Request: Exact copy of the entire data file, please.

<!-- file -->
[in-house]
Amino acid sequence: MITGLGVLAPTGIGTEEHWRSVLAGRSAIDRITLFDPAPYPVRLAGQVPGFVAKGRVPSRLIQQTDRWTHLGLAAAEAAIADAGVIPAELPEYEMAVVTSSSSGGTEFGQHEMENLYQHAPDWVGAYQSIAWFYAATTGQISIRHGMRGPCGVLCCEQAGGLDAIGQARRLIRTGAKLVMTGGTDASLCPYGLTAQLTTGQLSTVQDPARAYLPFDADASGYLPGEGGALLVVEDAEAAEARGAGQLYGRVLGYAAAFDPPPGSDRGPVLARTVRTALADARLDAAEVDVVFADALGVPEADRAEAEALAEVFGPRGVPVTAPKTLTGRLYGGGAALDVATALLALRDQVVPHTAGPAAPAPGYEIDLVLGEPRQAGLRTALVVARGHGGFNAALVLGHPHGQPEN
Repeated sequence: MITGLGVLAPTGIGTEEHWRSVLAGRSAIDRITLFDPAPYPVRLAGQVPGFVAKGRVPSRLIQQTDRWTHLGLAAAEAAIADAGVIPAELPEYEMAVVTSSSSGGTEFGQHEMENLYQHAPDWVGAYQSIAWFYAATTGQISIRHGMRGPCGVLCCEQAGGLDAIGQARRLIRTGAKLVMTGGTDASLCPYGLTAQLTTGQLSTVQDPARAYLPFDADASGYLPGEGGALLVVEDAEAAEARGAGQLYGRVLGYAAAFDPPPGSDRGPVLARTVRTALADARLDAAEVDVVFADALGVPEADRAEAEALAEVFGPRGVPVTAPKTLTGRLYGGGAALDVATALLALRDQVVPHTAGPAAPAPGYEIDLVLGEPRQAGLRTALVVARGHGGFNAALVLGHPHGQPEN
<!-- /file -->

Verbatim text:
[in-house]
Amino acid sequence: MITGLGVLAPTGIGTEEHWRSVLAGRSAIDRITLFDPAPYPVRLAGQVPGFVAKGRVPSRLIQQTDRWTHLGLAAAEAAIADAGVIPAELPEYEMAVVTSSSSGGTEFGQHEMENLYQHAPDWVGAYQSIAWFYAATTGQISIRHGMRGPCGVLCCEQAGGLDAIGQARRLIRTGAKLVMTGGTDASLCPYGLTAQLTTGQLSTVQDPARAYLPFDADASGYLPGEGGALLVVEDAEAAEARGAGQLYGRVLGYAAAFDPPPGSDRGPVLARTVRTALADARLDAAEVDVVFADALGVPEADRAEAEALAEVFGPRGVPVTAPKTLTGRLYGGGAALDVATALLALRDQVVPHTAGPAAPAPGYEIDLVLGEPRQAGLRTALVVARGHGGFNAALVLGHPHGQPEN
Repeated sequence: MITGLGVLAPTGIGTEEHWRSVLAGRSAIDRITLFDPAPYPVRLAGQVPGFVAKGRVPSRLIQQTDRWTHLGLAAAEAAIADAGVIPAELPEYEMAVVTSSSSGGTEFGQHEMENLYQHAPDWVGAYQSIAWFYAATTGQISIRHGMRGPCGVLCCEQAGGLDAIGQARRLIRTGAKLVMTGGTDASLCPYGLTAQLTTGQLSTVQDPARAYLPFDADASGYLPGEGGALLVVEDAEAAEARGAGQLYGRVLGYAAAFDPPPGSDRGPVLARTVRTALADARLDAAEVDVVFADALGVPEADRAEAEALAEVFGPRGVPVTAPKTLTGRLYGGGAALDVATALLALRDQVVPHTAGPAAPAPGYEIDLVLGEPRQAGLRTALVVARGHGGFNAALVLGHPHGQPEN